England have survived a terrific late Welsh surge to put one hand on their first Six Nations title for five years as an Anthony Watson try and 20 points for Owen Farrell helped them beat Wales 25-21 in a Twickenham thriller.
Saturday’s win secured the triple crown and sends England into their final game in France next week on course for a first grand slam since 2003.
England’s 58-point advantage over France, who visit Scotland on Sunday, means even a heavy defeat in Paris would be unlikely to deprive them of the tile following four successive second-place finishes under Stuart Lancaster.
A Scotland win at Murrayfield would guarantee England top spot.
“The grand slam is a reality and we can’t wait to get to Paris and to do the business,” said former Wallabies mentor Jones.
“We need to prepare well and the grand slam is there for us to take.”
With Wales due to host Italy in their final match, Saturday’s Twickenham showdown was effectively a title decider – as well as a chance for some England revenge for their World Cup defeat – yet it was one-way traffic from the start.
England looked sharper and hungrier and did not let up during one of the most dominant halves seen in a game between the two old rivals for many years.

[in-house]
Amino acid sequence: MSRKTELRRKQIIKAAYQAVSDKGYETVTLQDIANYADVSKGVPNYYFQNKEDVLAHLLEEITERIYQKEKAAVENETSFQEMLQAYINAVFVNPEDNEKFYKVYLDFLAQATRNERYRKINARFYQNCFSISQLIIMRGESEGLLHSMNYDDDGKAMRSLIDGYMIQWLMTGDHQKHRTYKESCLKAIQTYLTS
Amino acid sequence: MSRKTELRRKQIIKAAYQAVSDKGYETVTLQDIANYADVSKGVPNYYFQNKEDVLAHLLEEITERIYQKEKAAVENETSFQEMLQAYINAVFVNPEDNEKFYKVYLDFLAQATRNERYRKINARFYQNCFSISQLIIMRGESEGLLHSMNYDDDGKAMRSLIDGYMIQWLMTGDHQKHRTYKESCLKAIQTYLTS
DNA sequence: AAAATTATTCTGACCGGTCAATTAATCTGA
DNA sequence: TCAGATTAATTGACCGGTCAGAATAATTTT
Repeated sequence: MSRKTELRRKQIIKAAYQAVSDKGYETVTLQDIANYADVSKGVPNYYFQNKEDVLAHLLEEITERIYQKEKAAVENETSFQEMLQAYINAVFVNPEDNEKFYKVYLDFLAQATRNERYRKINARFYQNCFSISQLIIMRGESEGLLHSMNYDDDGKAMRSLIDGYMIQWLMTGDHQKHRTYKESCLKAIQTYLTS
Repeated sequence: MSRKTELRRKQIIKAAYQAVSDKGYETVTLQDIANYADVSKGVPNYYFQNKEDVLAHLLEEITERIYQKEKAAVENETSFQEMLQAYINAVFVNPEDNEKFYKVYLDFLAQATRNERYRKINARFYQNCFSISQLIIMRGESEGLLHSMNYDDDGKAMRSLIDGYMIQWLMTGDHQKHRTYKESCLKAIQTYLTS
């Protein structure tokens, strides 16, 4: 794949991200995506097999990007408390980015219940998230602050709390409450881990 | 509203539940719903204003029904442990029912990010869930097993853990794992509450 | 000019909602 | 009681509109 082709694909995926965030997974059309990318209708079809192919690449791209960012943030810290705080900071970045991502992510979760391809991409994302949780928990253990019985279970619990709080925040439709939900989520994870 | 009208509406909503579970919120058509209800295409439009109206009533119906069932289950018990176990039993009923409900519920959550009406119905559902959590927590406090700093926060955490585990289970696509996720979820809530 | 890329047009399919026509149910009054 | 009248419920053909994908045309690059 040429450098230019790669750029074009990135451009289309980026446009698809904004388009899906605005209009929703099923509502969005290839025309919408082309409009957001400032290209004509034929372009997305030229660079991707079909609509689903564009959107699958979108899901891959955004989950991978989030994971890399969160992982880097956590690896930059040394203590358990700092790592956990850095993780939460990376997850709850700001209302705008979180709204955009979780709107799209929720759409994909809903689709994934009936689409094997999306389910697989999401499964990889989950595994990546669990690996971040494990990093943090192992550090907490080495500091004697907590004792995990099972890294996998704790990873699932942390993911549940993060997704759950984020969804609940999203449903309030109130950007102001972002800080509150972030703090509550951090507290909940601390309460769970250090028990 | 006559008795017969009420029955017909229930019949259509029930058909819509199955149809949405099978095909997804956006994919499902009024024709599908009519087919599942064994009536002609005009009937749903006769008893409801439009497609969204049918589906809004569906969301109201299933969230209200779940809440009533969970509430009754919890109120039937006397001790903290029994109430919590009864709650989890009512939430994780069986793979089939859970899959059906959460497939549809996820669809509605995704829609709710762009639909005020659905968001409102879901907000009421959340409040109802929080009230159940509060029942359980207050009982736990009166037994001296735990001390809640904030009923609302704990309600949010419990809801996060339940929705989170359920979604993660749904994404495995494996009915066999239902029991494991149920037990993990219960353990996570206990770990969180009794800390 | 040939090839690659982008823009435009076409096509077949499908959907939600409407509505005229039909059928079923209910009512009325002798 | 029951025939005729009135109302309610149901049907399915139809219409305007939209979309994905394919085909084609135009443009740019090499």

After 20 minutes three Farrell penalties had made it 9-0 and Wales had not created an attack.
The opening try came after 31 minutes when prop Joe Marler found himself at scrumhalf and set man of the match Maro Itoje up to blast through and create a hole that Mike Brown used to feed Watson for an easy score.
Wales defence coach Shaun Edwards would have been fuming as the visitors, usually so well-drilled, missed tackle after tackle while their attack was non-existent.
England turned round 16-0 up at the break and soon stretched it with another penalty but then gifted Wales a lifeline when Dan Biggar charged down George Ford to score under the posts.
England still looked unruffled though and added two more penalties.
In the last 10 minutes, however, with replacement halfback Rhys Priestland pulling the strings and England down to 14 men after a yellow for Dan Cole, Wales suddenly rediscovered their verve.
George North and Taulupe Faletau scored within four minutes to cut the deficit to four and change the whole atmosphere.
Wales still had time to launch another attack but Manu Tuilagi, on as a replacement for the first time in almost two years, foiled it.
That allowed the home fans, who had seen their team blow a seven-point lead in the last 10 minutes in the World Cup, to breath a huge, collective sigh of relief.
“We were terrible in the first half, it’s very unlike us and it really cost us the game,” Wales coach Warren Gatland said.